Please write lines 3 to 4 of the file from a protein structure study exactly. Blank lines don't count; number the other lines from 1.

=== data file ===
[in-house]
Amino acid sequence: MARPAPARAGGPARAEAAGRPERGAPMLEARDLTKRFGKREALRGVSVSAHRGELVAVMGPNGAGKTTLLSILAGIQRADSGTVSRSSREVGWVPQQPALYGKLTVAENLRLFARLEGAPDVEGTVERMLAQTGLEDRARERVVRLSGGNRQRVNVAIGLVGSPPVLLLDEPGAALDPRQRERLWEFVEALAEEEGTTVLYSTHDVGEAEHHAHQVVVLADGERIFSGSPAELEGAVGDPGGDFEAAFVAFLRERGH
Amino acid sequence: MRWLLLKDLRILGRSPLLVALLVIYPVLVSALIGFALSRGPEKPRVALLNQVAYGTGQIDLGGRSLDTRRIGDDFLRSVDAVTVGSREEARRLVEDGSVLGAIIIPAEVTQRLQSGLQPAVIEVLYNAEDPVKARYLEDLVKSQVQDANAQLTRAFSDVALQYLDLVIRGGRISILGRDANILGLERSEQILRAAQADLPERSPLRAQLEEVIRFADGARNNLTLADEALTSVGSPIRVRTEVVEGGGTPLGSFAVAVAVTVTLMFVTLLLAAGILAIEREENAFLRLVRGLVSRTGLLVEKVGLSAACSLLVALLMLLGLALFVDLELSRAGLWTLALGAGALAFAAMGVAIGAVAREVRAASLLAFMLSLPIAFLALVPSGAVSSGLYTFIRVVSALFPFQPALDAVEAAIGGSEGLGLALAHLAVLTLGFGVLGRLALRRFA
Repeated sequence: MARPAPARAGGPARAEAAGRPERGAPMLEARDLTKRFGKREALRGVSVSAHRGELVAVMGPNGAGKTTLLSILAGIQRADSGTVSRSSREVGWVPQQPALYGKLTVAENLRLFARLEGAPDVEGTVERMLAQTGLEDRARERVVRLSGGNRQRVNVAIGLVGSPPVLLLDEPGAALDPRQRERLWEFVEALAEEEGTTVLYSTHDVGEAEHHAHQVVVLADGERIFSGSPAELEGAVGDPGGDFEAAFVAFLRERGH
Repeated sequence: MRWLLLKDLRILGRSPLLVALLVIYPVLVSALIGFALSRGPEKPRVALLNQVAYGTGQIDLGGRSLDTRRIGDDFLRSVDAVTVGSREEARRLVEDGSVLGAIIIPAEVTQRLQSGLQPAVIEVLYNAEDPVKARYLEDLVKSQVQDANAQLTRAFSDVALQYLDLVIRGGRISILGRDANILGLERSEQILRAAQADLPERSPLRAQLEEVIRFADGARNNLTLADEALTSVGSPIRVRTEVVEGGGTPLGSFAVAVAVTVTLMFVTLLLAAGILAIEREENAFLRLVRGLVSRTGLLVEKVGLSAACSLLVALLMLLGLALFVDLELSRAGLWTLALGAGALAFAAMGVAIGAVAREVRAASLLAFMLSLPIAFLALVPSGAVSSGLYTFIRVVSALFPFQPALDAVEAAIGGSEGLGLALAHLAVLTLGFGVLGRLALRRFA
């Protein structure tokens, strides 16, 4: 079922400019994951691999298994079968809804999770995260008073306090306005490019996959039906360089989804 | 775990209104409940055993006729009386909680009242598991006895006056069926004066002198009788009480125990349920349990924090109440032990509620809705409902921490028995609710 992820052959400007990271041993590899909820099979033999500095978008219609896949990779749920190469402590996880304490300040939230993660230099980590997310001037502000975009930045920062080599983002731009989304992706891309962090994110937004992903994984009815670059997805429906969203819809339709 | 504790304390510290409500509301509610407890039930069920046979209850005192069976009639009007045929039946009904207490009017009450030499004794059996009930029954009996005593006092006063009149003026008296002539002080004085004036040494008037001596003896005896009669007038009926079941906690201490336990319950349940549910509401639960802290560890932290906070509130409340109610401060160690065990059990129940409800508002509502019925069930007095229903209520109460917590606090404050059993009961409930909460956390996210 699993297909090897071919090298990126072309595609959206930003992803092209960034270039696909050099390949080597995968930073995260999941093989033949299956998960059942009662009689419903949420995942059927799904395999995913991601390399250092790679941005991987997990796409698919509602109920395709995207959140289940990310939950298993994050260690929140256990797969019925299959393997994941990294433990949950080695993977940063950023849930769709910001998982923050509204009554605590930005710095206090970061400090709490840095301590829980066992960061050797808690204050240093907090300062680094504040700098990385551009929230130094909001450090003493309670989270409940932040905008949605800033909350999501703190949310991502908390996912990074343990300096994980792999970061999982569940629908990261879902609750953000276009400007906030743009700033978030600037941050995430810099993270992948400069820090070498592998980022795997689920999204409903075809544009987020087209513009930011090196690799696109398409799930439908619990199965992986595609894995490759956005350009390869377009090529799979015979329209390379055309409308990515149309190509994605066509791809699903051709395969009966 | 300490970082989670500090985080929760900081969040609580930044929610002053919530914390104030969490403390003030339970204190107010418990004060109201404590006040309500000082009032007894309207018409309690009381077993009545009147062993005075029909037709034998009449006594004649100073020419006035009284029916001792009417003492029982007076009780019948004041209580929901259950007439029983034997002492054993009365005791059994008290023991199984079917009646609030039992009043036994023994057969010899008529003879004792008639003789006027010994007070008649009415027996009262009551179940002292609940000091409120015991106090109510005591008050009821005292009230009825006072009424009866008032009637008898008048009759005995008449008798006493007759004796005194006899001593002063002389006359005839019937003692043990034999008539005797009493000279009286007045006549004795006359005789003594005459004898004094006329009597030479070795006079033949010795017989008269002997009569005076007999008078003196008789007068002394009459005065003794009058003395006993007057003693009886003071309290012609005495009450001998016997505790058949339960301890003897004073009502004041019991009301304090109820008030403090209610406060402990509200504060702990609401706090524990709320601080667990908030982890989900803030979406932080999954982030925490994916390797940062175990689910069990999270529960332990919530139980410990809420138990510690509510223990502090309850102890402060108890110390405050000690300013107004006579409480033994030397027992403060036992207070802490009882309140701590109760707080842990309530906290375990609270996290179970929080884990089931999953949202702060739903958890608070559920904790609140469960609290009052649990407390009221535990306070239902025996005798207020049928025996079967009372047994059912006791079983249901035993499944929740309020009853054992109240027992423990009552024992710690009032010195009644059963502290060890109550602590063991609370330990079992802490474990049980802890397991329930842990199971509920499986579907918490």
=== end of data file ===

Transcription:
Amino acid sequence: MRWLLLKDLRILGRSPLLVALLVIYPVLVSALIGFALSRGPEKPRVALLNQVAYGTGQIDLGGRSLDTRRIGDDFLRSVDAVTVGSREEARRLVEDGSVLGAIIIPAEVTQRLQSGLQPAVIEVLYNAEDPVKARYLEDLVKSQVQDANAQLTRAFSDVALQYLDLVIRGGRISILGRDANILGLERSEQILRAAQADLPERSPLRAQLEEVIRFADGARNNLTLADEALTSVGSPIRVRTEVVEGGGTPLGSFAVAVAVTVTLMFVTLLLAAGILAIEREENAFLRLVRGLVSRTGLLVEKVGLSAACSLLVALLMLLGLALFVDLELSRAGLWTLALGAGALAFAAMGVAIGAVAREVRAASLLAFMLSLPIAFLALVPSGAVSSGLYTFIRVVSALFPFQPALDAVEAAIGGSEGLGLALAHLAVLTLGFGVLGRLALRRFA
Repeated sequence: MARPAPARAGGPARAEAAGRPERGAPMLEARDLTKRFGKREALRGVSVSAHRGELVAVMGPNGAGKTTLLSILAGIQRADSGTVSRSSREVGWVPQQPALYGKLTVAENLRLFARLEGAPDVEGTVERMLAQTGLEDRARERVVRLSGGNRQRVNVAIGLVGSPPVLLLDEPGAALDPRQRERLWEFVEALAEEEGTTVLYSTHDVGEAEHHAHQVVVLADGERIFSGSPAELEGAVGDPGGDFEAAFVAFLRERGH